ABSTRACT: The study aims to provide an updated assessment of the evidence for individual pharmacological therapies for acute migraine treatment. Pharmacological therapy is frequently required for acutely treating migraine attacks. The American Academy of Neurology Guidelines published in 2000 summarized the available evidence relating to the efficacy of acute migraine medications. This review, conducted by the members of the Guidelines Section of the American Headache Society, is an updated assessment of evidence for the migraine acute medications. A standardized literature search was performed to identify articles related to acute migraine treatment that were published between 1998 and 2013. The American Academy of Neurology Guidelines Development procedures were followed. Two authors reviewed each abstract resulting from the search and determined whether the full manuscript qualified for review. Two reviewers studied each qualifying full manuscript for its level of evidence. Level A evidence requires at least 2 Class I studies, and Level B evidence requires 1 Class I or 2 Class II studies. The specific medications - triptans (almotriptan, eletriptan, frovatriptan, naratriptan, rizatriptan, sumatriptan [oral, nasal spray, injectable, transcutaneous patch], zolmitriptan [oral and nasal spray]) and dihydroergotamine (nasal spray, inhaler) are effective (Level A). Ergotamine and other forms of dihydroergotamine are probably effective (Level B). Effective nonspecific medications include acetaminophen, nonsteroidal anti-inflammatory drugs (aspirin, diclofenac, ibuprofen, and naproxen), opioids (butorphanol nasal spray), sumatriptan/naproxen, and the combination of acetaminophen/aspirin/caffeine (Level A). Ketoprofen, intravenous and intramuscular ketorolac, flurbiprofen, intravenous magnesium (in migraine with aura), and the combination of isometheptene compounds, codeine/acetaminophen and tramadol/acetaminophen are probably effective (Level B). The antiemetics prochlorperazine, droperidol, chlorpromazine, and metoclopramide are probably effective (Level B). There is inadequate evidence for butalbital and butalbital combinations, phenazone, intravenous tramadol, methadone, butorphanol or meperidine injections, intranasal lidocaine, and corticosteroids, including dexamethasone (Level C). Octreotide is probably not effective (Level B). There is inadequate evidence to refute the efficacy of ketorolac nasal spray, intravenous acetaminophen, chlorpromazine injection, and intravenous granisetron (Level C). There are many acute migraine treatments for which evidence supports efficacy. Clinicians must consider medication efficacy, potential side effects, and potential medication-related adverse events when prescribing acute medications for migraine. Although opioids, such as butorphanol, codeine/acetaminophen, and tramadol/acetaminophen, are probably effective, they are not recommended for regular use.

25 Review Late-life migraine accompaniments: A narrative review. 2015

Vongvaivanich, Kiratikorn / Lertakyamanee, Paweena / Silberstein, Stephen D / Dodick, David W. ·Comprehensive Headache Clinic, Neuroscience Center, Bangkok Hospital, Bangkok Hospital Group, Thailand. · Bangkok Eye Center, Bangkok Hospital, Bangkok Hospital Group, Thailand. · Jefferson Headache Center, Thomas Jefferson University, USA. · Department of Neurology, Mayo Clinic, USA Dodick.David@mayo.edu. ·Cephalalgia · Pubmed #25505036.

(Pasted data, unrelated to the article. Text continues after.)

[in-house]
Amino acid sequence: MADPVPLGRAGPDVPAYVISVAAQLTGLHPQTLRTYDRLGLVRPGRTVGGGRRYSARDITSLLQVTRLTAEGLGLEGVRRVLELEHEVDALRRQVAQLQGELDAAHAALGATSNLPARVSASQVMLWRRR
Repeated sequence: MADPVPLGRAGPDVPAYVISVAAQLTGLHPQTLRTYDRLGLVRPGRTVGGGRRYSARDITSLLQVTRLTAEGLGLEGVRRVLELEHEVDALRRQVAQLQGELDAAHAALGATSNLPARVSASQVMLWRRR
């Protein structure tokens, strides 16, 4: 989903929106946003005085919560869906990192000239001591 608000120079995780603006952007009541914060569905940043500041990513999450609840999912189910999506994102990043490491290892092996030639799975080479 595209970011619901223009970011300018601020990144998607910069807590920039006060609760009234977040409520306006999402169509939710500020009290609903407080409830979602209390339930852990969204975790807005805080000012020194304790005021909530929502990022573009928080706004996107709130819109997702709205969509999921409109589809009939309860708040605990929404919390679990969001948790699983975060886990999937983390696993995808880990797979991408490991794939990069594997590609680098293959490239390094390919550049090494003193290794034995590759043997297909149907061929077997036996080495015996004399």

ABSTRACT: BACKGROUND: Migraine is one of the most common chronic neurological disorders. In 1980, C. Miller Fisher described late-life migraine accompaniments as transient neurological episodes in older individuals that mimic transient ischemic attacks. There has not been an update on the underlying nature and etiology of late-life migraine accompanimentsd since the original description. PURPOSE: The purpose of this article is to provide a comprehensive and extensive review of the late-life migraine accompaniments including the epidemiology, clinical characteristics, differential diagnosis, and treatment. METHODS: Literature searches were performed in MEDLINE®, PubMed, Cochrane Library, and EMBASE databases for publications from 1941 to July 2014. The search terms "Migraine accompaniments," "Late life migraine," "Migraine with aura," "Typical aura without headache," "Migraine equivalents," "Acephalic migraine," "Elderly migraine," and "Transient neurological episodes" were used. CONCLUSION: Late-life onset of migraine with aura is not rare in clinical practice and can occur without headache, especially in elderly individuals. Visual symptoms are the most common presentation, followed respectively by sensory, aphasic, and motor symptoms. Gradual evolution, the march of transient neurological deficits over several minutes and serial progression from one symptom to another in succession are typical clinical features for late-life migraine accompaniments. Transient neurological disturbances in migraine aura can mimic other serious conditions and can be easily misdiagnosed. Careful clinical correlation and appropriate investigations are essential to exclude secondary causes. Treatments are limited and still inconsistent.

Next